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Use of screening nerve conduction studies for predicting future carpal tunnel syndrome.

Authors
Werner-RA; Franzblau-A; Albers-JW; Buchele-H; Armstrong-TJ
Source
Occup Environ Med 1997 Feb; 54(2):96-100
NIOSHTIC No.
00236471
Abstract
The development of carpal tunnel syndrome (CTS) among asymptomatic workers with and without a median mononeuropathy was examined. The subjects consisted of manufacturing and clerical workers at five different work sites. There were 77 cases identified with median mononeuropathy determined by a prolongation greater than or equal to 0.5 milliseconds (ms) of the median sensory evoked response. Controls were matched by age and sex. A follow up questionnaire was administered within several years of the initial examinations. The particular jobs studied were identified with a unit of repetition on a scale of 1 to 10, in which an increasing value indicated an increasing degree of repetitive work. Of the 108 respondents, 13 reported numbness, tingling, burning, or pain in the hand or fingers. Symptoms developed in 12% of the cases and 10% of the controls. Only 7% of those cases with a prolongation greater than or equal to 0.8ms of the median sensory evoked response developed symptoms during the follow up. The workers with symptoms were investigated for an average of 21.5 months and had an average repetition level of 5.6, whereas the workers without symptoms were investigated for an average of 16.8 months and had an average repetition level of 4.2. Based on backward, stepwise logistic regression analysis, only the months of follow up and the repetition level were significant predictors of symptom development. The relative risk for reporting symptoms for each additional month of follow up was 1.19, while that for reporting symptoms for each increasing unit of repetition was 1.35. The authors conclude that although median mononeuropathy does not predict CTS symptom development among workers, further study is warranted.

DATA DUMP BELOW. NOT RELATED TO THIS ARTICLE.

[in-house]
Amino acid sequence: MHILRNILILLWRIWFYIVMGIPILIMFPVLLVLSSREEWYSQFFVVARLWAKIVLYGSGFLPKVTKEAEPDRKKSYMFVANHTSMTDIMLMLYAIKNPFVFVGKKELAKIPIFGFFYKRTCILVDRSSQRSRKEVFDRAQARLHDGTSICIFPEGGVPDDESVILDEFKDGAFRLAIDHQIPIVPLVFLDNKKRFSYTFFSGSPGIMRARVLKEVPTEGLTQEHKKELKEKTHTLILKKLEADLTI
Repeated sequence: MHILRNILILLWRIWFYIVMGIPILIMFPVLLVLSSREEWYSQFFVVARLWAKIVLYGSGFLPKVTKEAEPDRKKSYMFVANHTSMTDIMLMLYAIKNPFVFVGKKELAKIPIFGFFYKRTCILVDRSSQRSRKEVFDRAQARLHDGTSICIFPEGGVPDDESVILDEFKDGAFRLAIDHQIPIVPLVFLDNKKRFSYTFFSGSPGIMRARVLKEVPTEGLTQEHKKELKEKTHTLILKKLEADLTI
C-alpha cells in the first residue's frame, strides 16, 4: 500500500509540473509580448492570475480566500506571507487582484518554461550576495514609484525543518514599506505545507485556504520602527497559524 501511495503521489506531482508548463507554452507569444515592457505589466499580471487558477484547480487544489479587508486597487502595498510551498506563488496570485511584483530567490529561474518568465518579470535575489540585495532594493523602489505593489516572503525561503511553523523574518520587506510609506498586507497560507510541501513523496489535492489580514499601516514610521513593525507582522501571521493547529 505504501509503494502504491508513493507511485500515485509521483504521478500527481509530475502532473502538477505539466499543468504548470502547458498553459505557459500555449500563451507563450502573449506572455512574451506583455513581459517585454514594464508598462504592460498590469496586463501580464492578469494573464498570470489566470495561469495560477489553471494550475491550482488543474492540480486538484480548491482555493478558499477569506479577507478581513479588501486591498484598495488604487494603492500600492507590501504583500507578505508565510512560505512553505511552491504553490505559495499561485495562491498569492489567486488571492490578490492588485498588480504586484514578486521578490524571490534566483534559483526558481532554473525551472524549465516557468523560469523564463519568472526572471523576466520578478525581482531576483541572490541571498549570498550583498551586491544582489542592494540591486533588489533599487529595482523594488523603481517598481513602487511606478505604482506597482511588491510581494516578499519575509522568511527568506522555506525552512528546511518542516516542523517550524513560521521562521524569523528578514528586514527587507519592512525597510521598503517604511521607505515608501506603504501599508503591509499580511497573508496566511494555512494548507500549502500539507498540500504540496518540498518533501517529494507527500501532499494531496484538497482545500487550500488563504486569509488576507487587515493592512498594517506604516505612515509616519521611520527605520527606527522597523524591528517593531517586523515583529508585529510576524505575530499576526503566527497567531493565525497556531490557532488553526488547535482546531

Keywords
NIOSH-Publication; NIOSH-Grant; Grants-other; Humans; Carpal-tunnel-syndrome; Office-workers; Hand-injuries; Nerve-function; Neurological-diseases; Electrophysiological-measurements; Cumulative-trauma-disorders; Musculoskeletal-system-disorders; Musculoskeletal-system; Repetitive-work; Cumulative-trauma; Carpal-tunnel-syndrome; Vitamins; Age-factors; Ergonomics
Contact
Environmental & Indust Health the University of Michigan 1420 Washington Heights Ann Arbor, MI 48109-2029
CODEN
OEMEEM
Publication Date
19970201
Document Type
Journal Article
Funding Amount
610264
Funding Type
Grant;
Fiscal Year
1997
NTIS Accession No.
NTIS Price
Identifying No.
Grant-Number-R01-OH-02941
Issue of Publication
2
ISSN
1351-0711
Priority Area
Grants Other
Source Name
Occupational and Environmental Medicine
State
MI
Performing Organization
University of Michigan at Ann Arbor, Ann Arbor, Michigan
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